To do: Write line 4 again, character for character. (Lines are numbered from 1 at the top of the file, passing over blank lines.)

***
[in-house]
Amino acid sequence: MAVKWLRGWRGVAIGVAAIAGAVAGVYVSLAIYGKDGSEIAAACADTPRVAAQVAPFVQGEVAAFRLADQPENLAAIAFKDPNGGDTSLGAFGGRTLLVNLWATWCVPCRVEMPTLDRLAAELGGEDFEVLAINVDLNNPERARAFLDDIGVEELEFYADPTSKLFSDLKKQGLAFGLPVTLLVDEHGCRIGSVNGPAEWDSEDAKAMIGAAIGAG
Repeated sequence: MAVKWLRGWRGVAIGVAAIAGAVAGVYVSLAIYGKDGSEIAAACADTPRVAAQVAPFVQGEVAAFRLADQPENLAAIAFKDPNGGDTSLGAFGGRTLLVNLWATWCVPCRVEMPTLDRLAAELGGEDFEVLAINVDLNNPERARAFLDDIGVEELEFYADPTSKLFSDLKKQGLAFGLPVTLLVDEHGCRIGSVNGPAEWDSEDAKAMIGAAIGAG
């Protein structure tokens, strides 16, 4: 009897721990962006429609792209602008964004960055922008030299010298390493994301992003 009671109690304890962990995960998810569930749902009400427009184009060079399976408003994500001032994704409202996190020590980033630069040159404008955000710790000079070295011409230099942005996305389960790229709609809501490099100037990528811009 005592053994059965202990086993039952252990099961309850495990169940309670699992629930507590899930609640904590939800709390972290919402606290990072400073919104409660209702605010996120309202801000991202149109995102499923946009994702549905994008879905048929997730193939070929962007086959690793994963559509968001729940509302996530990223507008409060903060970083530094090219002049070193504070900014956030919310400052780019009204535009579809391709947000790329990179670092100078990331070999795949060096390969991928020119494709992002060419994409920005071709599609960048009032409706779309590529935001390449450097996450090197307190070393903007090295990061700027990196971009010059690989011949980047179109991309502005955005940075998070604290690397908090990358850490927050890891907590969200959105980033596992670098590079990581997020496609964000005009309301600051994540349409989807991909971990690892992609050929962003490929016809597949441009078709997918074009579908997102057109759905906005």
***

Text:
């Protein structure tokens, strides 16, 4: 009897721990962006429609792209602008964004960055922008030299010298390493994301992003 009671109690304890962990995960998810569930749902009400427009184009060079399976408003994500001032994704409202996190020590980033630069040159404008955000710790000079070295011409230099942005996305389960790229709609809501490099100037990528811009 005592053994059965202990086993039952252990099961309850495990169940309670699992629930507590899930609640904590939800709390972290919402606290990072400073919104409660209702605010996120309202801000991202149109995102499923946009994702549905994008879905048929997730193939070929962007086959690793994963559509968001729940509302996530990223507008409060903060970083530094090219002049070193504070900014956030919310400052780019009204535009579809391709947000790329990179670092100078990331070999795949060096390969991928020119494709992002060419994409920005071709599609960048009032409706779309590529935001390449450097996450090197307190070393903007090295990061700027990196971009010059690989011949980047179109991309502005955005940075998070604290690397908090990358850490927050890891907590969200959105980033596992670098590079990581997020496609964000005009309301600051994540349409989807991909971990690892992609050929962003490929016809597949441009078709997918074009579908997102057109759905906005």